Q9- In a valuation, how do you account for a company's competitive advantage?

Suggested Answer: Instead of looking at the medians, consider the 75th percentile multiples. Make more aggressive assumptions in your writing. Increase the value by including premiums.


Q10- Do you always utilize the median multiple of a group of comparable public companies or precedent transactions?

Suggested Answer: If the company is outperforming or underperforming for some reason, you may choose to make the median the Centre of that range, but you are not required to do so. You could instead choose to focus on the 75th percentile, 25th percentile, or anything else.




Q11- What would you put a value on a company that makes no money and generates no revenue?

Suggested Answer: You could still use a relative valuation approach based on comparable and precedent transactions - but because you don't have any revenue or profits, you won't be able to use common multiples such as EV to Revenue, EV to EBITDA, or P/E because you don't have any revenue or profits.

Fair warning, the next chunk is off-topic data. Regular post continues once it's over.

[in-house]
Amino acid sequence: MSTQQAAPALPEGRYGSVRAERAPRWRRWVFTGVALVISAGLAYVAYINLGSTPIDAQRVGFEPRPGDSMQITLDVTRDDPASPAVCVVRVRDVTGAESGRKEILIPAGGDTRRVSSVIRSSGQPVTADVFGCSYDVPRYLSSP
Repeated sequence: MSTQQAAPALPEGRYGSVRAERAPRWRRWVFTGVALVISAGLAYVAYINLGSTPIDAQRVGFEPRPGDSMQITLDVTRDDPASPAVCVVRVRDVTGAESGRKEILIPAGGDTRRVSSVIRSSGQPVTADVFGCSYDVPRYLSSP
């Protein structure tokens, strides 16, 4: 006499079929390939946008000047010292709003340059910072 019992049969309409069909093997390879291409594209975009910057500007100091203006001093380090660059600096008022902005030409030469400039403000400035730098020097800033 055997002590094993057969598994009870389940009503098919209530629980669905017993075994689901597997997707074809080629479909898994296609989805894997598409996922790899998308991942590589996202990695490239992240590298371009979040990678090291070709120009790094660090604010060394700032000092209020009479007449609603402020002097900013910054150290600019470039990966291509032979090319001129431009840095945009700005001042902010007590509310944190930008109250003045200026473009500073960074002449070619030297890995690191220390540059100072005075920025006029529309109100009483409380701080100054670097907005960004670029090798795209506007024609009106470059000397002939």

Using a pre-revenue internet company, you could look at metrics such as the number of users, or the number of unique website visitors, the number of page views, and other out-of-box multiples. You go one level above revenue and compare companies based on the metrics you've gathered so far.
Instead of a DCF, you could project out further (perhaps 15-20 years) and until a point in the future when the company does generate revenue and profit, after which you would discount the cash flows back to the present. But the problem with doing so is that the further out you go with your projections, the more uncertainty there is, making it impractical in many situations.


Q12- What exactly is DCF and why do we use it?